Did you immediately begin thinking of other stories you'd like to tell with the character? How far ahead did you plan?

I think that was the great thing about the character, that it lends itself to a long and hopefully extraordinarily profitable run of adventures. So I became fascinated with the way his world worked, and I wanted to see how much further I could take it. So the books, when I did sell the books, they asked me where I could go with the series, and I had ten ideas already sketched out for them. There's a tremendous amount of self-constructed folklore that we've created in the twentieth century in America, from H.P. Lovecraft to George Romero to all the nameless and mostly forgettable midnight movies and little crappy things you saw on cable at 3 AM when you couldn't sleep. We've really taken and established this entire world, where incredible bad and strange stuff happens. So that's the setting my character gets to play with and gets to operate in. It's pretty limitless right now.

There's a current movement in which writers, particularly genre novelists, consider the whole gamut of media as fair game, from low to high culture.

I think you're absolutely right. Everybody is, to use another term, surfing the zeitgeist, picking out what they can. When I was in grad school there still was that very clear distinction between genre and non-genre. Everyone wanted to write like Raymond Carver and do very tight little stories of angst and domestic terror. There was this sort of disdain for writers like Stephen King. Now I think people are realizing how incredibly difficult it is to do what Stephen King does, and do it really well; and do it consistently as he has over the past twenty, twenty-five years. So yeah, you have writers like Cormac McCarthy, who are just absolutely brilliant, doing stuff like The Road and doing stuff like No Country for Old Men, where the protagonist is almost supernatural in his ability to be malicious. Twenty years ago, that would have been considered "toying" with these concepts. Like Kathy Acker would have done for a joke. My favorite writers have always done that. You look at Thomas Pynchon – he referenced Superman, Batman and Captain Marvel in Gravity's Rainbow; and he went across the entire gamut of popular culture and saw it as fair game for everything. And yeah, if you look at Stephen King, he's got incredibly high-minded literary references in there too. For me the most important thing is to tell a good story and tell it honestly and try not to cheat it.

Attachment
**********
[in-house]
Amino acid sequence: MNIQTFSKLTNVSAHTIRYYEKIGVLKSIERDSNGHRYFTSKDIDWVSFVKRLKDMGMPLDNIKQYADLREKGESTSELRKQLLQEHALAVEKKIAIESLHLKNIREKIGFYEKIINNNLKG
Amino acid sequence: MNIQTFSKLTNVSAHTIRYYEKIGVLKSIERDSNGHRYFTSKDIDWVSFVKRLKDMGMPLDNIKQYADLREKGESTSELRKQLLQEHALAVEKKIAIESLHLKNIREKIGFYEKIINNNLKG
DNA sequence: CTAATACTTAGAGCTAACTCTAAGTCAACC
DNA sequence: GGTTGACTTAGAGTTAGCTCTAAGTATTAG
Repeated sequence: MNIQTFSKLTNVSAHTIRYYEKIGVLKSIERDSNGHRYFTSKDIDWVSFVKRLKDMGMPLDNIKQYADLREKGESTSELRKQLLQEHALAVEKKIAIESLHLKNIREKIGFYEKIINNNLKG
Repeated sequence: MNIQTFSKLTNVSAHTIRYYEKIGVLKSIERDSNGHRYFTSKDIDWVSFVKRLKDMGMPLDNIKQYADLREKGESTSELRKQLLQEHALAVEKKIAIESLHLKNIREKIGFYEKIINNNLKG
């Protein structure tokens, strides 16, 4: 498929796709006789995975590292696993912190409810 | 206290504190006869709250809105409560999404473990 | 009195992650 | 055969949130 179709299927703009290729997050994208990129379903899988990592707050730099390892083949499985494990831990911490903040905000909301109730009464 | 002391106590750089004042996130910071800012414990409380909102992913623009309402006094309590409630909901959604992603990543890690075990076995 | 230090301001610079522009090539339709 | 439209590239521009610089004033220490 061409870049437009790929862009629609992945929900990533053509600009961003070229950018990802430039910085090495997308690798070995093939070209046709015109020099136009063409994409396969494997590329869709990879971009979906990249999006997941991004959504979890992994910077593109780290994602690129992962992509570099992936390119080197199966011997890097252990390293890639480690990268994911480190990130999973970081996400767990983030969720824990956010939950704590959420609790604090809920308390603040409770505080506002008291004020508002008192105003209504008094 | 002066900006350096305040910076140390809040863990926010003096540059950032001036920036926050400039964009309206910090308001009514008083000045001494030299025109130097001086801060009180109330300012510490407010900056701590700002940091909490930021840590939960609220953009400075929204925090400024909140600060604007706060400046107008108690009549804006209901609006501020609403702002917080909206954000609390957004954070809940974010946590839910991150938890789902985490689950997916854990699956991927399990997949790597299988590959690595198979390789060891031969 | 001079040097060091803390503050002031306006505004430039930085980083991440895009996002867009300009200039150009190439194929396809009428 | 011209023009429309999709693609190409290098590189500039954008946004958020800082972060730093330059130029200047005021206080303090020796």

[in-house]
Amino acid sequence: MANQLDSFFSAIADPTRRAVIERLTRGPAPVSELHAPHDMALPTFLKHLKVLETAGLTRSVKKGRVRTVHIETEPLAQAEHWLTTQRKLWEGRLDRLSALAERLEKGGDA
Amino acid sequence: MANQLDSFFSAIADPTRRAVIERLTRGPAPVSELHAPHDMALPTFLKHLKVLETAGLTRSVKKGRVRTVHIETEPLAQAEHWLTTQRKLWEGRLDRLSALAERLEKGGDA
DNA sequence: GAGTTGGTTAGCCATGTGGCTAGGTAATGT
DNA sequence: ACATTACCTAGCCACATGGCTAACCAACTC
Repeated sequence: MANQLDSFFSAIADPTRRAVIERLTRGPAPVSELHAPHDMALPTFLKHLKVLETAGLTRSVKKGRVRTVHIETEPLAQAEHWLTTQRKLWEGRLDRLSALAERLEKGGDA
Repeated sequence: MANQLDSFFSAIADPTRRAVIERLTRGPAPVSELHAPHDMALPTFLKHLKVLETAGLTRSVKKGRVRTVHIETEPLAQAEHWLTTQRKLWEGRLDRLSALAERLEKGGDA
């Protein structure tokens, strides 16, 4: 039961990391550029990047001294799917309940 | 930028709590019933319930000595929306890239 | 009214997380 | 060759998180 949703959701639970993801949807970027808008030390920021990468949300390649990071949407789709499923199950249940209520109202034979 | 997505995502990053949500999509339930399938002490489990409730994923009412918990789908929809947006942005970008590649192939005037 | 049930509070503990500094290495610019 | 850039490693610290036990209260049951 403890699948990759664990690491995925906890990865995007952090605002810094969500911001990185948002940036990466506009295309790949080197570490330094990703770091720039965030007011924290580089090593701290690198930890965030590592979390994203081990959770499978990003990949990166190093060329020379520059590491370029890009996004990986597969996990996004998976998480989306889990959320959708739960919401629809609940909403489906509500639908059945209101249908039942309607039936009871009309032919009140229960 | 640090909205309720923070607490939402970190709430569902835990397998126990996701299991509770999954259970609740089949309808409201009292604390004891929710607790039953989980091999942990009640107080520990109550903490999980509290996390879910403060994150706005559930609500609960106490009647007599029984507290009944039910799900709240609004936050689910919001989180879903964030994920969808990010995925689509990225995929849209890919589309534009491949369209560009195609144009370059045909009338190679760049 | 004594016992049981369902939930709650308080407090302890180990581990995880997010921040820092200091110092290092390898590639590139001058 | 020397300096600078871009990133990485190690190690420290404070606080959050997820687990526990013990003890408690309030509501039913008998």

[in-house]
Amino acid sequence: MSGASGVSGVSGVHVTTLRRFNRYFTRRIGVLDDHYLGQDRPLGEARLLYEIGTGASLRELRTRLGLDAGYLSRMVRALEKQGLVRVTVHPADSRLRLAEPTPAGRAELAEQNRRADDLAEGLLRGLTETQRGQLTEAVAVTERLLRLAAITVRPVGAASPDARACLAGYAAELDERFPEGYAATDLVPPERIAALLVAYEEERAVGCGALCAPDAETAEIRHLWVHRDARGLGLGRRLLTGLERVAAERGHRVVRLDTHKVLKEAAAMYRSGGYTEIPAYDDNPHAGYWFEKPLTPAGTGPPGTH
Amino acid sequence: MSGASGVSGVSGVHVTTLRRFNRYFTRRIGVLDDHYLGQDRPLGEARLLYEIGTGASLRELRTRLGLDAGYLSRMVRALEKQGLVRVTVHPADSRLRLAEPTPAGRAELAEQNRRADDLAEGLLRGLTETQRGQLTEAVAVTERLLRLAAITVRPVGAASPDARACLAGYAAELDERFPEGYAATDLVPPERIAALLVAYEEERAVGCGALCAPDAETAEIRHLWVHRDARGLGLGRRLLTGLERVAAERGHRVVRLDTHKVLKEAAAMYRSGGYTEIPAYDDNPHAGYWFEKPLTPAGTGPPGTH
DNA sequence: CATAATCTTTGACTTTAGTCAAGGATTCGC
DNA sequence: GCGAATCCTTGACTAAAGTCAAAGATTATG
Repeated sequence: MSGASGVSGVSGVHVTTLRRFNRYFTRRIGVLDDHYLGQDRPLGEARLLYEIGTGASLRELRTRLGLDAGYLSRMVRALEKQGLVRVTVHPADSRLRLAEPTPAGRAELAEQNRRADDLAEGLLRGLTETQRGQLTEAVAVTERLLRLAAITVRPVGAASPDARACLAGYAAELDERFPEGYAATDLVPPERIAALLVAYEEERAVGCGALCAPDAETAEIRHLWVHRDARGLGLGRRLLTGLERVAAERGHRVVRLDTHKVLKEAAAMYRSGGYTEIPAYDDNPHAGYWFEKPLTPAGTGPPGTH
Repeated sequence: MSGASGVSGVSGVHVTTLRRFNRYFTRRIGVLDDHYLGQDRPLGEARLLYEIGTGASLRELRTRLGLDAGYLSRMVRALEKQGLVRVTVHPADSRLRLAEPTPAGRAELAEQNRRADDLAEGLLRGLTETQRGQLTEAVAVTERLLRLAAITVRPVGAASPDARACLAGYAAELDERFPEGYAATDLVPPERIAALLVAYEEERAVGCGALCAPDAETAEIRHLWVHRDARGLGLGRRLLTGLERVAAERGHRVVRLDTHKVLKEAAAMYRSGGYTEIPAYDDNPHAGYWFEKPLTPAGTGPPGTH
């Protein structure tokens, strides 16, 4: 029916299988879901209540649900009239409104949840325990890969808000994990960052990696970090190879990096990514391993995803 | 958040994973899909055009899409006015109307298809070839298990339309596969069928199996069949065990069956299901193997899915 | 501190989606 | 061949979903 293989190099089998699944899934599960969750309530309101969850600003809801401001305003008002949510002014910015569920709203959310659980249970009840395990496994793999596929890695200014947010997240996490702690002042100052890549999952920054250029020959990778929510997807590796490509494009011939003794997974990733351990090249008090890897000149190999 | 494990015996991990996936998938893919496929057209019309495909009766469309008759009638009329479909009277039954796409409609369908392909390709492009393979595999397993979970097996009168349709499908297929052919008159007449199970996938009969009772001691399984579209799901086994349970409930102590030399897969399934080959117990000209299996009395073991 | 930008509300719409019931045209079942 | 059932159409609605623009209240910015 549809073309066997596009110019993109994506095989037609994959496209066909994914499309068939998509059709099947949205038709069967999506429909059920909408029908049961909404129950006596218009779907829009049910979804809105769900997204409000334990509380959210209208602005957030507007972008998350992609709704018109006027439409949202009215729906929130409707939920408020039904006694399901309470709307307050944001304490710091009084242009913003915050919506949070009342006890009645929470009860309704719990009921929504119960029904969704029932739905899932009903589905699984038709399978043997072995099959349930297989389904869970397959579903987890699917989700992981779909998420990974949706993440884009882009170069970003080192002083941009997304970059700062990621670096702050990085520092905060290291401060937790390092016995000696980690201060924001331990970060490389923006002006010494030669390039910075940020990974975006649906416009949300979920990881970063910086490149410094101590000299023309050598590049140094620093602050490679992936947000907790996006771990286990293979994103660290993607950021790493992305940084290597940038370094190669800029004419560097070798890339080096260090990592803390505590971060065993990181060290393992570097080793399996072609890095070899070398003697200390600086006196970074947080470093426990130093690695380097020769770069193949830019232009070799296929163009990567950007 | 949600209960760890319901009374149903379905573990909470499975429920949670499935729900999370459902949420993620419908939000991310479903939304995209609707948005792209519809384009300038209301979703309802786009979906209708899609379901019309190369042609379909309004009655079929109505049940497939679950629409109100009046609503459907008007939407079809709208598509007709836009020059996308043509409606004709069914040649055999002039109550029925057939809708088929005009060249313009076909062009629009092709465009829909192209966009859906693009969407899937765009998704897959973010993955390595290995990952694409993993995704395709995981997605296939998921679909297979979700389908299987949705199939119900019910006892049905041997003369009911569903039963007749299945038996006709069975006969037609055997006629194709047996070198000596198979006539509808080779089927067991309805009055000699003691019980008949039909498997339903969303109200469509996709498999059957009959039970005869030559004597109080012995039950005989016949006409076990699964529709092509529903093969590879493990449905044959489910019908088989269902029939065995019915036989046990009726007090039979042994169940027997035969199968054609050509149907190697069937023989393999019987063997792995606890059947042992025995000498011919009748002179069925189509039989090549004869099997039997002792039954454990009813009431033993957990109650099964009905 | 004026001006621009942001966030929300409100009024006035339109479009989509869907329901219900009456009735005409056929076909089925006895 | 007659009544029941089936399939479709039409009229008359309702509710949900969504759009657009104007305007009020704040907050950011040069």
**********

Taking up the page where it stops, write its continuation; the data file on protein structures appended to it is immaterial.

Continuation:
Are you ever concerned that the market could be flooded with too many vampire stories these days?

Oh I'm absolutely terrified of vampire fatigue. I still worry about that obviously. I think that we haven't hit the crest of the wave yet, because we're still seeing such incredibly enthusiasm for these things. I think that True Blood looks like it's going to come back to bigger ratings than ever, and had the highest ratings for its finale last season since The Sopranos. I think it's becoming a genre unto itself. No one ever says, "Oh man, do we really need another cop show?" or "They're doing a show about lawyers again?" It's almost becoming a profession like that, where it's becoming a genre that has recognizable tropes and an entire style to it. That's the long answer. The short answer is I still think they're really cool, and I think most people do. And we're still scared of the same stuff right now. In the ‘50s there were all these alien invasion movies because people were terrified of the communist threat and the Cold War, and the unbelievable paranoia at home. Today we're using vampires and zombies to address our anxieties.